This is a new piece that I have just finished which I hope will be going off to an event in Chicago in November. I have submitted it for consideration to the juror and am keeping my fingers and toes crossed that they will like it!
It was really interesting to make as I was playing with some new gadgets - different types of 3D printers. I have been reading a lot about them recently and wanted to see what they could do and whether they would be a useful addition to my toolkit. As you can see, you can make some very cool-looking shapes!
3D printers use a filament that is melted and then extruded in layers from a print head to form whatever shape you wish to create. The printing process is done either by a 3D printing machine or more simply, a 3D printing pen. With a machine it is possible to print solid objects, such as a chess piece or a cup,for example. With the right kit incredibly large or complex objects can also be printed, such as prosthetic limbs and a team of researchers from the University of Maine have even printed a boat! You can read more about that here:
Whilst a huge printer that can print a boat would have been fun, I decided to try out somehing a little simpler - a 3D print pen. Toy type pens are fairly cheap if you want to have a try, starting at around £20 or so.
What I have discovered that they are very easy to use - but difficult to use well!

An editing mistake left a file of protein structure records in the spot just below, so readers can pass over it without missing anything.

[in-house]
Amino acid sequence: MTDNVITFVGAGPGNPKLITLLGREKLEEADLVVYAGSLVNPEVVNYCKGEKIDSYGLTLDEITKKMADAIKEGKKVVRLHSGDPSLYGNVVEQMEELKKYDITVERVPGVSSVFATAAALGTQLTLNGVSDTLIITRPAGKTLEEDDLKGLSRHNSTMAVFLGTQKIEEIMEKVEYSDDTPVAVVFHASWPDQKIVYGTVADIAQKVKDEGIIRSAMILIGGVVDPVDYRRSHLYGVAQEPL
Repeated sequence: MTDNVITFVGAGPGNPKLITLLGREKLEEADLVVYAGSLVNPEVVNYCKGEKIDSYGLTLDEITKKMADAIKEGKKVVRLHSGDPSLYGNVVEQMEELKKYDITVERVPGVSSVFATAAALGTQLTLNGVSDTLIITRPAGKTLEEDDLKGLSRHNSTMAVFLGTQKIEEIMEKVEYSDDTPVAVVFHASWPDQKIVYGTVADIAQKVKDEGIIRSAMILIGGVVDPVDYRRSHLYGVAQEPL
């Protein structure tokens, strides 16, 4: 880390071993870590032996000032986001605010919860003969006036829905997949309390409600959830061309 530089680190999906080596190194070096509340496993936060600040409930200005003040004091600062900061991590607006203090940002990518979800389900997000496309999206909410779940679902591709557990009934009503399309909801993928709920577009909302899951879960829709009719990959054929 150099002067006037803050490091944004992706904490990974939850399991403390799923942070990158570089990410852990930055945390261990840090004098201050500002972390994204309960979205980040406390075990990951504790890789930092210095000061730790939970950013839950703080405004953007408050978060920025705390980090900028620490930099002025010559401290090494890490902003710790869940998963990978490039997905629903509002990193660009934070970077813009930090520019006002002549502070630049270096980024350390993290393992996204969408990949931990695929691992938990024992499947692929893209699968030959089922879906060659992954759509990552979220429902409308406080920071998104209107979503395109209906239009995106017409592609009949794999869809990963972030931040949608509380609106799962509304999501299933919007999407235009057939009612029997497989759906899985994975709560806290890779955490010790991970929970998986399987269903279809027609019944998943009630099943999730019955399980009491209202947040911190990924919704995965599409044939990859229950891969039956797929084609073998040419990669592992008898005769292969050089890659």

The filament I chose to use is called PLA, which stands for polylactic acid. PLA is a vegetable-based plastic material, which commonly uses cornstarch as a raw material, so is therefore non-toxic and biodegradable. It comes in the form of wire filament on a spool, which is fed into the pen or printer where it is heated then extruded out of the pen tip / printer head and deposited in a continuously extruded thread.
I did a lot of playing about to see how the pen works and after making a lot of blobs and lines I eventually made some small pyramid shaped cages.
The PLA is surprisingly strong and it is possible to make pretty much any shapes you can think of, so there is a lot of potential.
Using the same pyramid shape I also tried some other more delicate lines and produced another set of cages.
The lines of PLA are much finer in this set so placing a fabric pyramid beneath the printed structure makes themmuch more visible. The complimentary colour makes for a very vibrant combination don't you think?
From there I continued to add more pyramids and embroidery as you can see below. The luminoscity of the combination of colours I used meant it was easy to name this piece.
I also had fun making a short video which shows the finished piece - I hope you enjoy looking at it.
I hope you like it too - and maybe even think about trying out some new tools - it can lead to interesting and sometimes surprising results.
18/7/2021 12:09:26 pm
This is just facinating Claire, looking forward to seeing a lot more from you with this type of 3D Printing.
18/7/2021 01:16:12 pm
Fabulous and fascinating Claire. X
18/7/2021 01:42:05 pm
Ton travail en 3d est incroyable !!!! tant par l'architecture que par les couleurs .....C'est magique .
18/7/2021 11:09:40 pm
It's an extraordinary piece even without its story. I truly thought that was stitching I was looking at. I've been so skeptical of all this 3-d printing stuff. This may be the first time I've seen a use for it that makes sense sense to me, a not because we can but a because perhaps we should. Very beautiful..
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